Much of the world’s current music genres have stemmed from the talents of Black musicians. During Black Music Month, we’re highlighting some of the most influential Black musicians.
1. Ella Fitzgerald
Born in Virginia, but raised in New York, Ella Fitzgerald is a black American jazz singer. Most notable for her scat singing, Fitzgerald’s voice can also be identified by her smooth tone. Fitzgerald made her singing debut in an amateur contest at the Apollo Theater in 1934. After this performance, Fitzgerald began singing with drummer Chick Webb’s orchestra, which she lead following Webb’s passing. Fitzgerald began as a popular performer at Harlem nightclubs, but grew to be nationally known jazz superstar. She released her first number one hit, “A-Tisket, A-Tasket”, in 1938. Over the span of her career, Fitzgerald collaborated with some of jazz’s most talented musicians including Dizzy Gillespie, Duke Ellington, Louis Armstrong, and Count Basie. She received many accolades for her works in jazz music, and she made history by receiving two Grammys at the first annual Grammy Awards, making her the first African-American woman to win a Grammy. Fitzgerald’s music is still played today. If you hear the song “Baby, It’s Cold Outside” playing next Christmas, listen closely. It is likely that it is the 1949 recording by Ella Fitzgerald and Louis Jordan.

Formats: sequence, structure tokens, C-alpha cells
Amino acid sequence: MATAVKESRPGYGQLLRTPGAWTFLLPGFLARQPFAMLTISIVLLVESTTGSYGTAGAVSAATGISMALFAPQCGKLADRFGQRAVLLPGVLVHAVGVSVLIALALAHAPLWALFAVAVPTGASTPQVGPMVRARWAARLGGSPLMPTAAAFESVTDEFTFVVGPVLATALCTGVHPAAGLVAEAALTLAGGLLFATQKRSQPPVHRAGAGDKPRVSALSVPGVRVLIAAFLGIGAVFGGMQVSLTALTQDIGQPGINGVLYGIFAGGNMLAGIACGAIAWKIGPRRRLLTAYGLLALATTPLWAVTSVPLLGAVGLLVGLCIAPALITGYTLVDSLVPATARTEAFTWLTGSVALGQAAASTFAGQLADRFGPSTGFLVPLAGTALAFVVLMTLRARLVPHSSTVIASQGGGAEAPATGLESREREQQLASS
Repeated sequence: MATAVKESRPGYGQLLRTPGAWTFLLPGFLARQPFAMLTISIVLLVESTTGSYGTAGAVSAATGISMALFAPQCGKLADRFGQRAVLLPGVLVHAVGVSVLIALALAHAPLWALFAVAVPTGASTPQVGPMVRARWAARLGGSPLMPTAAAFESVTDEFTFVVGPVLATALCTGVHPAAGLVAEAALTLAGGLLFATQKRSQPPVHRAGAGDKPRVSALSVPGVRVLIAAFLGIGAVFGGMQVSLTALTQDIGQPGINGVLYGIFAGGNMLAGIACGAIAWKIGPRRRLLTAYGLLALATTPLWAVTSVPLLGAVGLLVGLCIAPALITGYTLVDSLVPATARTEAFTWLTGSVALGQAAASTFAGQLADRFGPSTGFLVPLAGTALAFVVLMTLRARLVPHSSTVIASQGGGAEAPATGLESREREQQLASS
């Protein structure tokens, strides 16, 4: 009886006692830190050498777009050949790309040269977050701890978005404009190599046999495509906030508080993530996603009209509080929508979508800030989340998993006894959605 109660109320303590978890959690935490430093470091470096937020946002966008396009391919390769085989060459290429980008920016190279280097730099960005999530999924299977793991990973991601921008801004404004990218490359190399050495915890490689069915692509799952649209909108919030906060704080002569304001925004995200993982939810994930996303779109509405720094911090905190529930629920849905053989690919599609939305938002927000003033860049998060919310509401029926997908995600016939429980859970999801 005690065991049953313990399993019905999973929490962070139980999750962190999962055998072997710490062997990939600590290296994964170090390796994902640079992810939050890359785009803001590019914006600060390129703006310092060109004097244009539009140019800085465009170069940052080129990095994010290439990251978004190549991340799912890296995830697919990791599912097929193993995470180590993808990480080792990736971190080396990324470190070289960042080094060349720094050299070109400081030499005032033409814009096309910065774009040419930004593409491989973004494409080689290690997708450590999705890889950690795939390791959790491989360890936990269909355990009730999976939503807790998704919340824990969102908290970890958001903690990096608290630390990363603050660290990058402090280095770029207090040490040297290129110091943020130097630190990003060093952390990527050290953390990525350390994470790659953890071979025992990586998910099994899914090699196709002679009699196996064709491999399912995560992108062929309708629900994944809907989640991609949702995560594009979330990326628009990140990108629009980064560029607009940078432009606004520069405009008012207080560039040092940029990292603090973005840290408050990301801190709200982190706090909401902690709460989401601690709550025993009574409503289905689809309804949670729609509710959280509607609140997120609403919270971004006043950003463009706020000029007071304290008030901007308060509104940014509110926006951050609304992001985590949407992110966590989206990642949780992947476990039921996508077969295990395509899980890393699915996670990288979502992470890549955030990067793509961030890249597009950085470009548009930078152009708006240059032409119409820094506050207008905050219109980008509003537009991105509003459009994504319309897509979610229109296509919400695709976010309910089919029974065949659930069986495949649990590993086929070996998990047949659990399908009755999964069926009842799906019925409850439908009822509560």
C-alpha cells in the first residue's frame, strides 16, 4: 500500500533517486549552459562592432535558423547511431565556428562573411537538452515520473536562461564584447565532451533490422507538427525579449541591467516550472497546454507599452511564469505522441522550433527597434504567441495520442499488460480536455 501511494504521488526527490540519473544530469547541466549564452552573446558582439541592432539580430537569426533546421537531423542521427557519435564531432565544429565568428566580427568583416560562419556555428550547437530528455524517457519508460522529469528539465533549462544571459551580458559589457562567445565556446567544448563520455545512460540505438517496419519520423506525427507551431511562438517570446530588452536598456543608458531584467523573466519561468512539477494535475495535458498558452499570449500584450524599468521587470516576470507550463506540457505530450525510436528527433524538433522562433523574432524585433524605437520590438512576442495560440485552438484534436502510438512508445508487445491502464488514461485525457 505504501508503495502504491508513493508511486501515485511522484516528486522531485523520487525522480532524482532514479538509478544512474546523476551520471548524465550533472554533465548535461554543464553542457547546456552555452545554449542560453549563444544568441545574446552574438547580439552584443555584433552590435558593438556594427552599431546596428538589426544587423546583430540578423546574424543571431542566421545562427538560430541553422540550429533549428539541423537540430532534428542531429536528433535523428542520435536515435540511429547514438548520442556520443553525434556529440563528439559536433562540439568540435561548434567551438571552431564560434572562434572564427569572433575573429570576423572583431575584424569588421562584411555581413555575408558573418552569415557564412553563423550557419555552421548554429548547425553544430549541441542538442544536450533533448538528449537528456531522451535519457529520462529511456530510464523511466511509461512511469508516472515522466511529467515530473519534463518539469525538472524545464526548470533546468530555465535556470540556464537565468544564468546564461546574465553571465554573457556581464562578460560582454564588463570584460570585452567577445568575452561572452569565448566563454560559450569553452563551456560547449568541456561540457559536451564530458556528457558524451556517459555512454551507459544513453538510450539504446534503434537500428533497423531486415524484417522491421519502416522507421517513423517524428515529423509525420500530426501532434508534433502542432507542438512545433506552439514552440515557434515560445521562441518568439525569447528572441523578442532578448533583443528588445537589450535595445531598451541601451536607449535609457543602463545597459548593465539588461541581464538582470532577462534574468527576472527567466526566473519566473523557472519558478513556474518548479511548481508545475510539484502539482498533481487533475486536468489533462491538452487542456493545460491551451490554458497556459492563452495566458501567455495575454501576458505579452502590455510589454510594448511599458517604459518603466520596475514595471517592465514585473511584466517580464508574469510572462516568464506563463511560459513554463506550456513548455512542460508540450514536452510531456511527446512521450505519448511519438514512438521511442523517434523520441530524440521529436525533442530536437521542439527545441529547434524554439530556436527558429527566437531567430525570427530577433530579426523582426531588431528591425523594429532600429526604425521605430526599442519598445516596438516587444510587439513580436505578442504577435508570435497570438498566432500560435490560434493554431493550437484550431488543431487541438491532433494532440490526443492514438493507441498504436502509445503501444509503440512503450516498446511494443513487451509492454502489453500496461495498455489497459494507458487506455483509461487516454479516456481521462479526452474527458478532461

2. B.B. King
Known as the “King of the Blues”, B. B. King was born in Itta Bena, Mississippi but was musically bred in Memphis. With a career spanning over five decades, King is famous for his soulful voice, raw lyrics and undeniable skills on his guitar “Lucille”. He was heavily influenced by his cousin and blues performer Booker “Bukka” White. King worked as a radio personality and D.J. in Memphis for many years before beginning to record music in 1949. His biggest hit single, “The Thrill is Gone”, was released in 1969. Other notable songs include, “You Know I Love You”, “You’re Gonna Miss Me”, and “Lucille”. King embarked on many tours, sometimes performing more that 250 concerts per year. He toured up until his passing at 89 years old, and tickets were always in high demand.
3. Jimi Hendrix
Jimi Hendrix is a self-taught guitarist whose short, but impactful, career also included singing, songwriting and producing. He is held as one of the most influential guitarists of all time. Hendrix was born in Seattle, Washington, but had great success in the British music market. Growing up Hendrix took interest in the blues and rock and roll. Some of his musical influences include B.B. King, Muddy Waters and Buddy Holly. Animals’ bassist Chas Chandler signed Hendrix and he moved to London where Chandler helped him form his band Jimi Hendrix Experience. The band’s debut single “Hey Joe” was an instant success, especially on the UK charts. One of Hendrix’s most iconic performances was his rendition of “The Star-Spangled Banner” at the Woodstock Festival in 1969. This performance highlighted his creativity and breathtaking skills. Hendrix’s untimely passing at age 27 was a shock to the world, but he made a mark in music that lives on.